Title: MLB 11:The Show
System: PlayStation 3
Release Date: March 8, 2011
ESRB Rating: “Everyone”
Pros: New analog control scheme allows for precision hitting, pitching and fielding, amount of detail on individual players is stunning. AI is as smart in the front office as it is on the field.
Cons: Long load times, repetitive commentary. Much touted PlayStation Move capability is limited to a single mode.
Overall Score: Two thumbs up; 90 out of 100; A; **** out of 5.
So rook, you think you have what it takes to make it to The Show? You’ll find out soon enough if you pick up Sony’s latest baseballer, keeping up its fine tradition. Rival 2K Sports is rumored to be considering pulling the plug on its baseball franchise, so this could be prime laurel resting time for Sony if it chose to do so. Thankfully, Sony is not playing this conservatively. With the competition on the ropes, MLB 11: The Show is bringing a host of new features including 3D, PlayStation Move control and analog control.
I should mention that while Sony has made a fairly big deal about the Move compatibility, it only works in Home Run Derby mode. That adds a Nintendo Wii-style party element for sure, but I would love it as a full-fledged control option. Also, if you don’t like the concept of analog control, there’s another misconception floating around. The original button-based control scheme is present as Sony mentioned. But you can only use the buttons on the game’s lowest difficulty. If you want to play on Experienced or Veteran level, you will need to master the analog controls.
It’s All About Control
The analog learning curve is a pretty steep one, particularly where pitching is concerned. Working the pitching meter is a multilayer process of pinpointing where you want the ball to go, how much power you’ll put into it and finishing off any “break” on your pitch. If you get all three perfect, especially with an ace pitcher, you’ll be tough to hit. A slight mistake can result in sliders that don’t slide or fastballs that end up in the cheap seats. Analog hitting allows you to start your stride while the ball is on its way to the plate, and you’ll need to time the swing properly to follow through. You can guess the locations and type of incoming pitch to gain a bonus to your hitter’s swing.
Analog fielding is where things may get a little too realistic for some. If your player is not the surest handed guy, there will be delays as he tries to grip the ball. You hold the analog stick longer to throw the ball harder. Again, there’s a smaller margin of error for guys with bad hands. Even a simple throw to first can and will become an adventure if you apply too much analog. My first few games of fielding, I looked like the infamous expansion New York Mets of the ’60s.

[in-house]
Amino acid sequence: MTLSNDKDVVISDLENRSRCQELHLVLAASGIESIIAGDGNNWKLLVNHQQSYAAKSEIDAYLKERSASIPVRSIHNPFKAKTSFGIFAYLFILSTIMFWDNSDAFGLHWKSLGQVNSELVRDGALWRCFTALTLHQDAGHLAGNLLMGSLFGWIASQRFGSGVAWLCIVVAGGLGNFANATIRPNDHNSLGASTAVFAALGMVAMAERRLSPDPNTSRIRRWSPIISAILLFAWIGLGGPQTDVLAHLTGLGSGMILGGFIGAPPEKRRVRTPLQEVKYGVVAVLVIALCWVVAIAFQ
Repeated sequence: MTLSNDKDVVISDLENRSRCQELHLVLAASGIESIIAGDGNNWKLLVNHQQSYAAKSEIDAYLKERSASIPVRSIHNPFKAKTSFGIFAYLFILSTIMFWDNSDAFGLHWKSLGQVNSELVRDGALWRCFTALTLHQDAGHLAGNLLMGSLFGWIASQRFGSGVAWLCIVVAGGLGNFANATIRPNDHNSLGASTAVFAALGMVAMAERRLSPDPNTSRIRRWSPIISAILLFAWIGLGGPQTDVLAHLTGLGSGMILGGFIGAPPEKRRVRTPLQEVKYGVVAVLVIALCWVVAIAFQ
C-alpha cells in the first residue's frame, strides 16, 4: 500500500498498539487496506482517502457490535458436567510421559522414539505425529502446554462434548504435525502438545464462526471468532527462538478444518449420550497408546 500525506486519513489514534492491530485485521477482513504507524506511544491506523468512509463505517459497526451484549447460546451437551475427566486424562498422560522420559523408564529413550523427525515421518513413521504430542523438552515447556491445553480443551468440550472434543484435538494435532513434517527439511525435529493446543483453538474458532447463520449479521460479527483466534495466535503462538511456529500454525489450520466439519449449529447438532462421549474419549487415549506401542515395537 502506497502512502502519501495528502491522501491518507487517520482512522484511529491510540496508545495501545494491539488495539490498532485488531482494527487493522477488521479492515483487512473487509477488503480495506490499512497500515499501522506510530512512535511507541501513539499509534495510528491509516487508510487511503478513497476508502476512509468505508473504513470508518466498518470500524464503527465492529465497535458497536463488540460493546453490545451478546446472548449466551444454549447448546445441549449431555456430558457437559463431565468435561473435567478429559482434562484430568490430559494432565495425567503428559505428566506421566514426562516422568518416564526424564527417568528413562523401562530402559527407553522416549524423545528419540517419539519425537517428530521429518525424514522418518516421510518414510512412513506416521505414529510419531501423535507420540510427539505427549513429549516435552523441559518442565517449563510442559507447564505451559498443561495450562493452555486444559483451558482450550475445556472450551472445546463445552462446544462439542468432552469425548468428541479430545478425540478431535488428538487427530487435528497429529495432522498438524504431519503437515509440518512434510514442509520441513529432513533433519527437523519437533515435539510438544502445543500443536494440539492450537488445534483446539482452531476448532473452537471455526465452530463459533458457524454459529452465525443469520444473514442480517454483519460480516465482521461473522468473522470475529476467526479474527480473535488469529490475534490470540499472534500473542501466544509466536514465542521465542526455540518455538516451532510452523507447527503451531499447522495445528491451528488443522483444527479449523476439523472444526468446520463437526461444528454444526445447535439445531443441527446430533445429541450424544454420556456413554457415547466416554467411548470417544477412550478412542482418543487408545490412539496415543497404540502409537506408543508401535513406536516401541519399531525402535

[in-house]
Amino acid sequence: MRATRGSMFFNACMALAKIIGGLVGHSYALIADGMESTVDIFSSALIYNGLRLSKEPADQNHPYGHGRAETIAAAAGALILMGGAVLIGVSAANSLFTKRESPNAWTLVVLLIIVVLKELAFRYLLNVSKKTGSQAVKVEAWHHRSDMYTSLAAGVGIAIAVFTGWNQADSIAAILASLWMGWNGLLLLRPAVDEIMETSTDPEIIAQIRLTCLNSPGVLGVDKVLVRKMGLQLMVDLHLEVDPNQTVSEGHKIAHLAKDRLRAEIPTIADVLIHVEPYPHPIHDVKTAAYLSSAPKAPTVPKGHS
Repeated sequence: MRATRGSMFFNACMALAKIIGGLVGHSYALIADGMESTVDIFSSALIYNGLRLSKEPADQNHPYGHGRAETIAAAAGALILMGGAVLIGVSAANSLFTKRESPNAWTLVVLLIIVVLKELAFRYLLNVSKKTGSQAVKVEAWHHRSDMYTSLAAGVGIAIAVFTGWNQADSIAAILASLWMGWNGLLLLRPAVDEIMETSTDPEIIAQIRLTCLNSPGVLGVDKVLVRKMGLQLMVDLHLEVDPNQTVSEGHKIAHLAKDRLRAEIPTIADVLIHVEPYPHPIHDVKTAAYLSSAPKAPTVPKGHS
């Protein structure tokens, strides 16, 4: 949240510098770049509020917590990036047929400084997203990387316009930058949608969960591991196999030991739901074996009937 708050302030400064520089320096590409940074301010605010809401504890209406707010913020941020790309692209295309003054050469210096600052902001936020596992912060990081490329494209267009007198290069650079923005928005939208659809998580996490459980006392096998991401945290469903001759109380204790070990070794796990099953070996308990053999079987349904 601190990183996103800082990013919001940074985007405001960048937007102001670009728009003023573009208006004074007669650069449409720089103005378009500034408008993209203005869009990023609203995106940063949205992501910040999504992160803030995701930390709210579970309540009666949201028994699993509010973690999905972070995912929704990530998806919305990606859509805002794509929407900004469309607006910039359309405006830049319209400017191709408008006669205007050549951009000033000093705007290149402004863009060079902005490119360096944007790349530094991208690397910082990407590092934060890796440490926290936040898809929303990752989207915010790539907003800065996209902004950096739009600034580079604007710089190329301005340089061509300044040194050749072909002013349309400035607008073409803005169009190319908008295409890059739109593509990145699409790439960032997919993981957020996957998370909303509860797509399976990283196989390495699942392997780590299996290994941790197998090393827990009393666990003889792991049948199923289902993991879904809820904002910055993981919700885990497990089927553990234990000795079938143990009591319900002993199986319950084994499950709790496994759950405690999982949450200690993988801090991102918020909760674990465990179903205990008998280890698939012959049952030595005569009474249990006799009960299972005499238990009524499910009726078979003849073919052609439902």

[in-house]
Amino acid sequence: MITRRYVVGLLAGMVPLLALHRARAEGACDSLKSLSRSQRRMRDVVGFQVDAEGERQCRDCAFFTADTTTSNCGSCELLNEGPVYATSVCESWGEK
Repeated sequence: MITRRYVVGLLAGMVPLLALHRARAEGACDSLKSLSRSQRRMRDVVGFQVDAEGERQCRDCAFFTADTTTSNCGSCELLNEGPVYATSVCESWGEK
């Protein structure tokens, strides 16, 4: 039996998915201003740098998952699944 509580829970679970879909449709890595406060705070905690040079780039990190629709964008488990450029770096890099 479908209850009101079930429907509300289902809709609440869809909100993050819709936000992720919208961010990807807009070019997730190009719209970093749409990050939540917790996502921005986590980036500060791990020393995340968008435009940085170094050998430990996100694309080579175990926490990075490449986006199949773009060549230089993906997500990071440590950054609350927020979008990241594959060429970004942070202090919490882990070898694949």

In baseball games of the past, it’s been easy to zone out while playing. Throw the same pitch, earn a groundball and push the same button to throw to the same base. Even on normal difficulty, you need to keep your focus at all times. If you’re not looking alive in the field or hitting the corners with your best pitch, it’s going to be a long, long frustrating day at the ballpark. It’s been said that the hardest thing to do in sports is hit a major league curve ball (just ask Michael Jordan). The Show captures that essence. Turning a double play, or getting that game-winning hit, is an exhilarating experience. Giving up a three-run blast to cost your team the game is every bit as crushing.
A League of Your Own
The Road to the Show, this franchise’s Create-A-Player Mode, gives you all these feelings. You will start from the minor leagues, asked to pick a couple of specialty areas. Your character starts out so bad you wouldn’t be drafted in real life. As a pitcher, I could choose to be a control guy or a power pitcher that piled up the strikeouts. I went for the control option, and found it meant I merely sucked less at spotting pitches than I did at getting strikeouts.
Your minor league teammates show why they belong in the minors, too. I had a no-hitter broken up in the fourth inning when the second baseman missed a routine ground ball. Outfielders in Double-A often play as if they just left their day job, adding more realism. I was ecstatic to finally make the major leagues where routine plays were – in fact – routine.